Cybersecurity

 


 How to Protect Yourself from Phishing Attacks

Note: teachers and staff are strongly urged to stay off of shopping sites and social networks while using District supplied laptops or desktops (this is especially true when using devices outside of the District). These types of sites promote computer viruses, along with types of malware, spyware,and ransomeware that could negatively impact your computer and jeopardize your data.

The Fall and holiday seasons are a prime time for phishing attacks. Scammers will attempt to gain access to your personal information, eg., credit/debit card information, bank account information, your social security number, etc., by posing as legitimate companies or sites, emails, or even telephone contacts. Scammers can even hold your data hostage, i.e.,  “ransomeware”; in this case, the user’s data is encrypted and held hostage. In order to decrypt the data, a ransome is demanded by the scammers.

The attached post lists nine tips from Kapersky Labs, a leading anti-virus company, to protect yourself from phishing attacks.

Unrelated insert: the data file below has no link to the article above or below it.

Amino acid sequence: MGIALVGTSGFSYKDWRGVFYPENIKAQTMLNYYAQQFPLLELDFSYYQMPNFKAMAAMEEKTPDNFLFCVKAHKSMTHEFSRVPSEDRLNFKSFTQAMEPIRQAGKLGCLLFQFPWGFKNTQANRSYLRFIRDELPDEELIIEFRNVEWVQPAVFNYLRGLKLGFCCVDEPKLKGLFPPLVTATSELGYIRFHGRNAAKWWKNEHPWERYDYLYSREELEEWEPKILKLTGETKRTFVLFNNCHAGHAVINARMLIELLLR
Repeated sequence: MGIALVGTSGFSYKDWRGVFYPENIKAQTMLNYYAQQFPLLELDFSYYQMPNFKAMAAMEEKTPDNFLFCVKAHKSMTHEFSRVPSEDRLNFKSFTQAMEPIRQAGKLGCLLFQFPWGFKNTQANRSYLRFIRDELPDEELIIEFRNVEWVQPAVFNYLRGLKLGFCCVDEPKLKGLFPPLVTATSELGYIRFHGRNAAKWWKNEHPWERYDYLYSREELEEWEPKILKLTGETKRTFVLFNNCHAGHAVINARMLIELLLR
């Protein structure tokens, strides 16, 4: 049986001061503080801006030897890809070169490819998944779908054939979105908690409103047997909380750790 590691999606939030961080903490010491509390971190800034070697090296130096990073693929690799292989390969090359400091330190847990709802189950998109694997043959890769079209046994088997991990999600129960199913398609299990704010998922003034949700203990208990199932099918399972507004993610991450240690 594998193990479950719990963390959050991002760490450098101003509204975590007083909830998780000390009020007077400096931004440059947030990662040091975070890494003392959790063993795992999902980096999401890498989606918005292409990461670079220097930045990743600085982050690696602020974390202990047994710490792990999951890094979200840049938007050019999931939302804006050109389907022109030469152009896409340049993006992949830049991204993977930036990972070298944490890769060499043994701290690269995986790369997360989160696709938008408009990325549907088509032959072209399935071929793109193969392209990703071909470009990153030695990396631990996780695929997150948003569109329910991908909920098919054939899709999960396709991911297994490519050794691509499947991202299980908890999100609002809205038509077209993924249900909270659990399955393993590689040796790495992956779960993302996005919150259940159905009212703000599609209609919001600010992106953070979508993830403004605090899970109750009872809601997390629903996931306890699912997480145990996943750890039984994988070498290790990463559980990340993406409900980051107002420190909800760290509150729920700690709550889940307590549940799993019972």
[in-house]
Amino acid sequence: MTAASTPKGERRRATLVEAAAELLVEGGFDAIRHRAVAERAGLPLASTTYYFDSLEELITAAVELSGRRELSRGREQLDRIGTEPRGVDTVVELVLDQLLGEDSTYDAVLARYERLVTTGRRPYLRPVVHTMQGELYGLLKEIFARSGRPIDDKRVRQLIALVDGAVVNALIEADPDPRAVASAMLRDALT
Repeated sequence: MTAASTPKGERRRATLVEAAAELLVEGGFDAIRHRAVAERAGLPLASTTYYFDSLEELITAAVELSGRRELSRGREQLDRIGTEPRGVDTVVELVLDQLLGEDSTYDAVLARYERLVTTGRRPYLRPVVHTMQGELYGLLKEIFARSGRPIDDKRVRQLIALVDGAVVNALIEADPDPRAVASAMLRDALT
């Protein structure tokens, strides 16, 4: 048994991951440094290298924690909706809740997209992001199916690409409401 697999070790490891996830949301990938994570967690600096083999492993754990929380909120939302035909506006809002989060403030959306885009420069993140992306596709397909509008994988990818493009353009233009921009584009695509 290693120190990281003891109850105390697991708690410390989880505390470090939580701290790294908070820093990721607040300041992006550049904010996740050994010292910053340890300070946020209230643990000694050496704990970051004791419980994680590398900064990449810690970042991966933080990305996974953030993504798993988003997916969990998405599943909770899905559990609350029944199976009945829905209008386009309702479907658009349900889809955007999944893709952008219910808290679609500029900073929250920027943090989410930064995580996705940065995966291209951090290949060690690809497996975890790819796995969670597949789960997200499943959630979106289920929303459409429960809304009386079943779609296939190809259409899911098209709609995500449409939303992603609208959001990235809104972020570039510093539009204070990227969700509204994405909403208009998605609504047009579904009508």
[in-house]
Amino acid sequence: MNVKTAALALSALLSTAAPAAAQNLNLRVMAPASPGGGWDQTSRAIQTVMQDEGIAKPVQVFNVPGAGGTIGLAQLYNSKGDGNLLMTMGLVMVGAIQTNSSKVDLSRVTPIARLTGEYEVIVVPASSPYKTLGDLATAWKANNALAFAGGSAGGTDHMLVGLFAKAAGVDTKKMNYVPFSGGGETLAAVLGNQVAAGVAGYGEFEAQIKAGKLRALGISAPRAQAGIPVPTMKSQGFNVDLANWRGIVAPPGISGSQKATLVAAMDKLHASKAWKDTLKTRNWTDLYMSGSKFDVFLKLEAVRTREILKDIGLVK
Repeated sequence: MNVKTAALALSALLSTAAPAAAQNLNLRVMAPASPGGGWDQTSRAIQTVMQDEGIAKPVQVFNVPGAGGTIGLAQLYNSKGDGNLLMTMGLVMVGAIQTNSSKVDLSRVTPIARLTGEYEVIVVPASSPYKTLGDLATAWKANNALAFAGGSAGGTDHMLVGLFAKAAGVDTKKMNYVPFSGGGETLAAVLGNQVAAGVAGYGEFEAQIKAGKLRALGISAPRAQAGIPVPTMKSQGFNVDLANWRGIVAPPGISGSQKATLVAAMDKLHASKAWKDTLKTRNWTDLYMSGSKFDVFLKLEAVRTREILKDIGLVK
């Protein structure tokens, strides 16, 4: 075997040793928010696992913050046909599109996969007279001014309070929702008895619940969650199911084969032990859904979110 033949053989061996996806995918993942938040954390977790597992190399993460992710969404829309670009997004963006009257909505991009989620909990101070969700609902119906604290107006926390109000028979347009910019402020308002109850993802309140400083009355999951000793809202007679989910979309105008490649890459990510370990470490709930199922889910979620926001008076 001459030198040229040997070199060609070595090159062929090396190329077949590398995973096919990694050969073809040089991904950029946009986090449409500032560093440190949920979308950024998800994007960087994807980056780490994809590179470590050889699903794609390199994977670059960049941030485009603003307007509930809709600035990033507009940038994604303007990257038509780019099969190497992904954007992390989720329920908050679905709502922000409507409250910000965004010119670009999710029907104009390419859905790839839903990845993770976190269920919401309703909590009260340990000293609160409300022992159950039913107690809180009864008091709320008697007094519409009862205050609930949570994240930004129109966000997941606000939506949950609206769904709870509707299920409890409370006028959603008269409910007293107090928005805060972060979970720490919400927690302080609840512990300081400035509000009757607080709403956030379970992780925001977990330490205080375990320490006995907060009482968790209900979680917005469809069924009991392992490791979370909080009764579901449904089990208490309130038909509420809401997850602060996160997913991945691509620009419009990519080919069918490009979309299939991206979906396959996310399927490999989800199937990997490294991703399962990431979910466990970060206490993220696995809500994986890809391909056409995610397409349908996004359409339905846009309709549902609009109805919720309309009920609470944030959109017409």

How to Protect Yourself from Phishing Attacks

Symantec Corp., manufacturer of Norton Antivirus, has a lot of useful information concerning cyber security, virus protection, and child internet safety on their Internet Security website.

Norton Internet Security

Microsoft also has a very good tutorial and FAQ on ransomeware.

Microsoft Tutorial on Ransomeware


From CNET:

How to Avoid Being Scammed

To avoid being scammed or — perhaps, worse — having your phone number added to additional robocall lists, follow these tips from the BBB:

  • Do not answer calls from numbers you do not recognize (duh).
  • If you do answer and are asked questions that seem to be fishing for a “yes” or “no” answer, do not respond and hang up immediately.
  • Never give out any personal information over the phone when you are unsure of the caller (also obvious but worth repeating).
  • Make a note of the number and report it to BBB Scam Tracker to help warn others.
  • As always, check your bank and credit card statements regularly for unauthorized charges.

You can also report suspicious or unwanted calls to the FTC’s National Do Not Call Registry and register your home and mobile numbers for free to avoid or at least lessen the frequency with which you receive unsolicited calls.